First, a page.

Conventional bank mortgage loan covering approximately 50% of the total fixed asset costs.
SBA 504 second mortgage loan covering approximately 40% of the total fixed asset costs.
The borrower’s contribution covering 10%*
* If the fixed asset being purchased is special use real estate, a 15% contribution is required from the borrower. If the property is special use and involves a start-up operation, a 20% contribution is required.
Six Bridges Capital Corporation approves its portion of the fixed asset financing request and works with the first mortgage lender to approve its senior permanent loan as well as the interim construction loan, if necessary.
The SBA 504 Loan can finance the purchase of real estate and the construction or renovation of buildings. It may also be used to purchase machinery, equipment, furniture, fixtures and project related soft costs. Refinancing of existing debt (limited to 50% of expansion project) may be included in the 504’s total project cost. Eligible business expenses may also be refinanced under certain parameters.
SBA 504 portion of the total fixed asset project costs cannot exceed:
• $5,000,000 Subject to Job Creation Goals
• $5,000,000 Subject to Public Policy Goals
• $5,500,000 Small Manufacturers
• $5,500,000 Energy consumption reduction or renewable energy generation
The SBA 504 loan has a term of 20 years for commercial real estate and a term of 10 years for machinery and equipment, both fully amortizing.
Prepayment penalties will apply. The SBA 504 twenty (20) year fixed rate loan has a 10 year prepayment penalty and the 504 ten (10) year fixed rate loan has a 5 year prepayment penalty. Both are required by SBA and are not negotiable. The 504 debenture interest rate sets the percentage of the prepayment penalty and is reduced by 10% each year for the first 10 years on a 20 year loan and reduced by 20% each year for the first 5 years on a 10 year loan.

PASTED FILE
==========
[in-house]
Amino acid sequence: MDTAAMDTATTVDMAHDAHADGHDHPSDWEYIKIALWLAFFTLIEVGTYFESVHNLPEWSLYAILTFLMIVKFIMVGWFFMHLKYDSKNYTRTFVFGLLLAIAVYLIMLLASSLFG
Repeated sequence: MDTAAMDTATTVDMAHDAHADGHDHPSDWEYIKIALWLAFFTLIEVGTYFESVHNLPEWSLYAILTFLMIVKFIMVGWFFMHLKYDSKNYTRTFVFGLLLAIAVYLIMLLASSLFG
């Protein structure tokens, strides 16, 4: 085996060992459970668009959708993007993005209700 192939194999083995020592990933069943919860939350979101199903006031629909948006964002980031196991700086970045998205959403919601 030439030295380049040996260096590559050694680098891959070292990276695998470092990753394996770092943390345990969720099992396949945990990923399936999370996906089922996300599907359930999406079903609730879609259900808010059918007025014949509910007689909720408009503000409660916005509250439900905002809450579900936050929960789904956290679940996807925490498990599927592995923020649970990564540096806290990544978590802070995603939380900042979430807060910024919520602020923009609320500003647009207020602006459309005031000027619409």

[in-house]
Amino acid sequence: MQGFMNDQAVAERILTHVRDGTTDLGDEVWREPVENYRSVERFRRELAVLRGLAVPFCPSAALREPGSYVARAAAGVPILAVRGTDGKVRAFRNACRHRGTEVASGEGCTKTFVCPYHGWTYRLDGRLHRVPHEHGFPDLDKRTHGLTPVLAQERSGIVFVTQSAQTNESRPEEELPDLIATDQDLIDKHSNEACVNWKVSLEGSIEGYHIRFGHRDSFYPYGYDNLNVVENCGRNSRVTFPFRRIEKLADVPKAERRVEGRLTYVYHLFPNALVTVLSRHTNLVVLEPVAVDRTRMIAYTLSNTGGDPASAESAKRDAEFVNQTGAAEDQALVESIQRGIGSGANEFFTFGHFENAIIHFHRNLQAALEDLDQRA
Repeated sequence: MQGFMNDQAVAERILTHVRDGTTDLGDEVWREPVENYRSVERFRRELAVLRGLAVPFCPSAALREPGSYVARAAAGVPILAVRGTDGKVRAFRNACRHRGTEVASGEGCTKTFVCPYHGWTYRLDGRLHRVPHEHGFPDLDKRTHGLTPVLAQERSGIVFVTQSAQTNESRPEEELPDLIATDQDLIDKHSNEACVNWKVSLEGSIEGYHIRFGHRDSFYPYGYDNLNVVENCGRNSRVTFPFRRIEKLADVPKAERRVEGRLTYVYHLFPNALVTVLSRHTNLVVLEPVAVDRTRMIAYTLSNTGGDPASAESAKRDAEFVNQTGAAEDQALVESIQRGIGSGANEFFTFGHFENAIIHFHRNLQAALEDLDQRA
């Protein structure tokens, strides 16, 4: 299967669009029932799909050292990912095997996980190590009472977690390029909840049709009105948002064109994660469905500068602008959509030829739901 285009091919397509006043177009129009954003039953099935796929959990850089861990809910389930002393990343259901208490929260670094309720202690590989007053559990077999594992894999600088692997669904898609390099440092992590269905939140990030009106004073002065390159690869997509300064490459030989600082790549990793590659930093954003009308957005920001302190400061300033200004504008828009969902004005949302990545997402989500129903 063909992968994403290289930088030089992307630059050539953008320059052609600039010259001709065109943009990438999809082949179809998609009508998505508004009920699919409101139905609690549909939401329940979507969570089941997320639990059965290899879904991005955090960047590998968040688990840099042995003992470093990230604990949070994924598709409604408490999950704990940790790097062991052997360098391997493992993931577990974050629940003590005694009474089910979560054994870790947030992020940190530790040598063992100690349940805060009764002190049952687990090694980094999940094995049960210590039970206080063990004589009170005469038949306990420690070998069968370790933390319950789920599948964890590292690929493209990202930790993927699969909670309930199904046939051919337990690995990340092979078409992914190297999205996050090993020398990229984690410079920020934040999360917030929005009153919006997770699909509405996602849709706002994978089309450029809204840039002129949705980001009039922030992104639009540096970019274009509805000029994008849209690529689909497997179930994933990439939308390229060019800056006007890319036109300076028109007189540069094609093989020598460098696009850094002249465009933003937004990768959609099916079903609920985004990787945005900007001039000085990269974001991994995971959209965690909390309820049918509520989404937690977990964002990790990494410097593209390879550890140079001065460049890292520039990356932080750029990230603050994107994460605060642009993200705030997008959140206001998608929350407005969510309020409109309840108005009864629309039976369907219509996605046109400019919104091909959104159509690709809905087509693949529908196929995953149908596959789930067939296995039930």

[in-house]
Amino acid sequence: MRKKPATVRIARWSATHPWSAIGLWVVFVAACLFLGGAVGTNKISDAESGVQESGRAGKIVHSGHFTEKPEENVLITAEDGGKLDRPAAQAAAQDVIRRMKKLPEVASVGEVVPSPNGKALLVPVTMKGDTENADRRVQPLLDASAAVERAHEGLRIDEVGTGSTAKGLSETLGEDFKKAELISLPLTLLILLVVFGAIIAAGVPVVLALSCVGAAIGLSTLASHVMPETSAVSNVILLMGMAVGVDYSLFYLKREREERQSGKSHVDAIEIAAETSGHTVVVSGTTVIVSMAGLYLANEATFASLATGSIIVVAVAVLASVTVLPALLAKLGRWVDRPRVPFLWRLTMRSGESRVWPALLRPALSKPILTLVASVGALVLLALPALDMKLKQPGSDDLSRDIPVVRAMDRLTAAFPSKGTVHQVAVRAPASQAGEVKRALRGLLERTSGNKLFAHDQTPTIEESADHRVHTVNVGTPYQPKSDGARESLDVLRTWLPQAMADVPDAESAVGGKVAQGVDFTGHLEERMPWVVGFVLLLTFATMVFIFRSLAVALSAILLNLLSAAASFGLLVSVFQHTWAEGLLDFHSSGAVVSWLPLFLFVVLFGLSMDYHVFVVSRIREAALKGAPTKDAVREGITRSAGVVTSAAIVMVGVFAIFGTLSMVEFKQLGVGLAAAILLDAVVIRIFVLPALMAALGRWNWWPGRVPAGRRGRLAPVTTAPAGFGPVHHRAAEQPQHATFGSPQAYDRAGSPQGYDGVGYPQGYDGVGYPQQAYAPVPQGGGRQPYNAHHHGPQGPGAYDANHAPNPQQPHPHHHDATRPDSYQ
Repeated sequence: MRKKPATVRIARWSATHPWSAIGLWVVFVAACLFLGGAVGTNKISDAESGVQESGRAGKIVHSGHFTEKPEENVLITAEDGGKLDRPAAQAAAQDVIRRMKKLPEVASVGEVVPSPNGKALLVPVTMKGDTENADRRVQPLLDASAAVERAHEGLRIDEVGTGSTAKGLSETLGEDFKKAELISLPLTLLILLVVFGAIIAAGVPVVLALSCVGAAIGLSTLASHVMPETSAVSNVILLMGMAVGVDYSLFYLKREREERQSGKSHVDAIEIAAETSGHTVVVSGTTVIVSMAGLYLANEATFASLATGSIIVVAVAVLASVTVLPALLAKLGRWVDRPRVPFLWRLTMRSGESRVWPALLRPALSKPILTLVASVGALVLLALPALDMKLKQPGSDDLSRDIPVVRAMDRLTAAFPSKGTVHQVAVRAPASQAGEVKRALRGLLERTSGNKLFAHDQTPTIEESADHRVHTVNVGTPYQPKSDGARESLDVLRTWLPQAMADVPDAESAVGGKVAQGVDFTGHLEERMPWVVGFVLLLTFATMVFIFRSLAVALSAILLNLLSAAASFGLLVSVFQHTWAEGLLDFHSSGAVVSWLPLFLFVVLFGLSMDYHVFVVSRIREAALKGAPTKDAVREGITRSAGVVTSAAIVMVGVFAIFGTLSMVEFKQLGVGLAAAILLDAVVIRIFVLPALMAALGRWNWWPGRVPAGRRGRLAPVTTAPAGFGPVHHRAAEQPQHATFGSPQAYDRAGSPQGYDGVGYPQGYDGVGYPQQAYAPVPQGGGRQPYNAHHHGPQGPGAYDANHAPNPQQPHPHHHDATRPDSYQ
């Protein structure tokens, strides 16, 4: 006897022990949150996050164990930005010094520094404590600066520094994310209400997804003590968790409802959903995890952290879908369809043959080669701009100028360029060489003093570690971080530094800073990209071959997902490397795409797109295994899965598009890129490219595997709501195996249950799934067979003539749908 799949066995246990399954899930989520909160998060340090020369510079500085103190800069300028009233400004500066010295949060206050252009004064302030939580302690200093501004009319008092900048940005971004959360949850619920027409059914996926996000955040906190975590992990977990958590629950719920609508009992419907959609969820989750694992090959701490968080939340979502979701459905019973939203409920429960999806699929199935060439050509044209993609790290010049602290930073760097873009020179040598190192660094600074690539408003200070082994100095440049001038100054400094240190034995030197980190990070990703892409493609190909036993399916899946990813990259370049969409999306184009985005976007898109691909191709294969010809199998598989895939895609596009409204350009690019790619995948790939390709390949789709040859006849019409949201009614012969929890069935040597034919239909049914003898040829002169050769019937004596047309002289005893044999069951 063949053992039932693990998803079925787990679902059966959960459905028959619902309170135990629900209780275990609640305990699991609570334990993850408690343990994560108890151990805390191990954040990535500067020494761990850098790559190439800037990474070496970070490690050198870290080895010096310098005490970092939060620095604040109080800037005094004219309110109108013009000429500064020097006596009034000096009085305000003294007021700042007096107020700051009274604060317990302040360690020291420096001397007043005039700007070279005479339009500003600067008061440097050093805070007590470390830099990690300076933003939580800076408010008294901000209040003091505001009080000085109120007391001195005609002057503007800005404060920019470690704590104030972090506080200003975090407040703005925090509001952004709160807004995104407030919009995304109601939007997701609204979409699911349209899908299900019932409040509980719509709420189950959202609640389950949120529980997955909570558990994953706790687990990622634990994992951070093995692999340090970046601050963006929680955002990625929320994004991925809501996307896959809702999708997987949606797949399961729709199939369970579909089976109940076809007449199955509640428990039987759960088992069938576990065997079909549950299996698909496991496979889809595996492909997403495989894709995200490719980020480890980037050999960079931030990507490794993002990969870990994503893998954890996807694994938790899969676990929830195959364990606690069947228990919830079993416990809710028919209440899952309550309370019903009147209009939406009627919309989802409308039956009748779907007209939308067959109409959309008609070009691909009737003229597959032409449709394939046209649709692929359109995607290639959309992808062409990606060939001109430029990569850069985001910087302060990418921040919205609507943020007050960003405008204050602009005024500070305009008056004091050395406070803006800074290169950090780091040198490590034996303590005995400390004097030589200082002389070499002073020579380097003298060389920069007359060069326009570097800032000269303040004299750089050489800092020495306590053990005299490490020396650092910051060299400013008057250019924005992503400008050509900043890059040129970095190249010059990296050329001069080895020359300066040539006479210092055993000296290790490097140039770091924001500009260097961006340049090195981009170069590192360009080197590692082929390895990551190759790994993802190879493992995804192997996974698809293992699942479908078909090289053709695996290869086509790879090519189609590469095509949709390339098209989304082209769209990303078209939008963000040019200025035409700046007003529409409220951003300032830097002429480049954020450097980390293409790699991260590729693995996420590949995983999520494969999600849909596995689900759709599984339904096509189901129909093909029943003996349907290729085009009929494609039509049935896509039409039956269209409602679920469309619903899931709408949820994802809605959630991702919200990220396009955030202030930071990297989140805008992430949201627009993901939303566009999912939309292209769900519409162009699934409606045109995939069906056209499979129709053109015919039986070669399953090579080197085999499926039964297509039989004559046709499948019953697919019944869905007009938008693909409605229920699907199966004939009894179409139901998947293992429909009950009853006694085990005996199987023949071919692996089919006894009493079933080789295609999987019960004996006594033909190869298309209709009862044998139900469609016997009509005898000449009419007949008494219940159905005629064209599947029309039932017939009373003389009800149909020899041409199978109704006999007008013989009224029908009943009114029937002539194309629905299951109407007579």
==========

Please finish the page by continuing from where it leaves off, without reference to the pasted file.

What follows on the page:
• SBA Funding Fee 0.25% of the 504 loan amount
• 6BCC Processing Fee 1.5% of the 504 loan amount
• Underwriter Fee 0.4% or 0.375% of the 504 loan amount (20 or 10 year loans)
• Closing Costs (flat fee) $2,500
An ongoing guarantee fee equal to .625% of the principal balance of the SBA 504 Note calculated at five-year intervals beginning with the first payment. This fee is included with the monthly SBA 504 payment.
An ongoing CSA Fee of .1% per year is charged and is included with the monthly SBA 504 payment.
An ongoing borrower fee of .749% per year will be charged and included with the monthly SBA 504 payment.
A second lien position on the 504 project assets will be considered adequate when the applicant meets all of the following criteria:
1. Strong, consistent cash flow that is sufficient to cover the debt;
2. Demonstrated, proven management;
3. The applicant business has been in operation for more than 2 years
4. The proposed project is a logical extension of the applicant’s current operations.
If one or more of the above factors is not met, additional collateral and/or increased equity contribution may be required. Because leasehold improvements provide minimal collateral value, Six Bridges Capital Corporation must always consider requiring additional collateral in this situation.
All principals who own 20% or more of the business are required to provide a full guarantee. Principals and key managers owning less than 20% may be required to provide a guarantee on a case-by-case basis.
When necessary to secure a collateral position, SBA will require the guarantee of a non-owner spouse to the extent of the spouse’s interest in the collateral.
The guarantee of affiliated companies may be required based on the percentage of ownership of the affiliate and the borrower’s relationship with the affiliate.
SBA 504 Loans are for strong healthy companies that are able to demonstrate the ability to repay the loan through either:
1. Historical cash flow of 1.2:1
2. Global cash flow of 1.25:1
3. Projected cash flow of 1.25:1
Loans can generally be made to all for-profit small businesses except those that do not meet SBA 504 eligibility requirements. These are primarily small businesses engaged in lending, loan packaging, investments, pawn shops, passive real estate investments, life insurance companies, small businesses located in a foreign country or owned by illegal aliens, pyramid plan sales, gambling, businesses which restrict patronage or promote a religion, cooperatives, non-profits, or individuals of poor character or on probation or parole.